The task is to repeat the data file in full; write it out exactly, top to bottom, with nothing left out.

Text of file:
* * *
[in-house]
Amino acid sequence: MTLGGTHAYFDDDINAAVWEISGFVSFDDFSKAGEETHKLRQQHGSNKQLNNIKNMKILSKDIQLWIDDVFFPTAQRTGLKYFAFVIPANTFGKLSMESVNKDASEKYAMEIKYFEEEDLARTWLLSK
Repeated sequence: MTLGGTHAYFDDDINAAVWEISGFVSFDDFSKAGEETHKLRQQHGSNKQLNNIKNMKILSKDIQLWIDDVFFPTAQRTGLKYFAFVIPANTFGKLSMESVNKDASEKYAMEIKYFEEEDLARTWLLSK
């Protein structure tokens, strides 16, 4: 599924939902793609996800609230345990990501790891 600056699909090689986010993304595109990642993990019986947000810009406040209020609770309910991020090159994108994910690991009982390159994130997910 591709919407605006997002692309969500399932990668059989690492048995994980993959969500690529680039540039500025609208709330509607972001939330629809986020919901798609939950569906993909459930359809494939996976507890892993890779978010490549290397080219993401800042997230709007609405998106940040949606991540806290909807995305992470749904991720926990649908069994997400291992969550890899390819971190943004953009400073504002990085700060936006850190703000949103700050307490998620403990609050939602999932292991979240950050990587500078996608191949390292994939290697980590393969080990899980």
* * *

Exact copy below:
[in-house]
Amino acid sequence: MTLGGTHAYFDDDINAAVWEISGFVSFDDFSKAGEETHKLRQQHGSNKQLNNIKNMKILSKDIQLWIDDVFFPTAQRTGLKYFAFVIPANTFGKLSMESVNKDASEKYAMEIKYFEEEDLARTWLLSK
Repeated sequence: MTLGGTHAYFDDDINAAVWEISGFVSFDDFSKAGEETHKLRQQHGSNKQLNNIKNMKILSKDIQLWIDDVFFPTAQRTGLKYFAFVIPANTFGKLSMESVNKDASEKYAMEIKYFEEEDLARTWLLSK
């Protein structure tokens, strides 16, 4: 599924939902793609996800609230345990990501790891 600056699909090689986010993304595109990642993990019986947000810009406040209020609770309910991020090159994108994910690991009982390159994130997910 591709919407605006997002692309969500399932990668059989690492048995994980993959969500690529680039540039500025609208709330509607972001939330629809986020919901798609939950569906993909459930359809494939996976507890892993890779978010490549290397080219993401800042997230709007609405998106940040949606991540806290909807995305992470749904991720926990649908069994997400291992969550890899390819971190943004953009400073504002990085700060936006850190703000949103700050307490998620403990609050939602999932292991979240950050990587500078996608191949390292994939290697980590393969080990899980």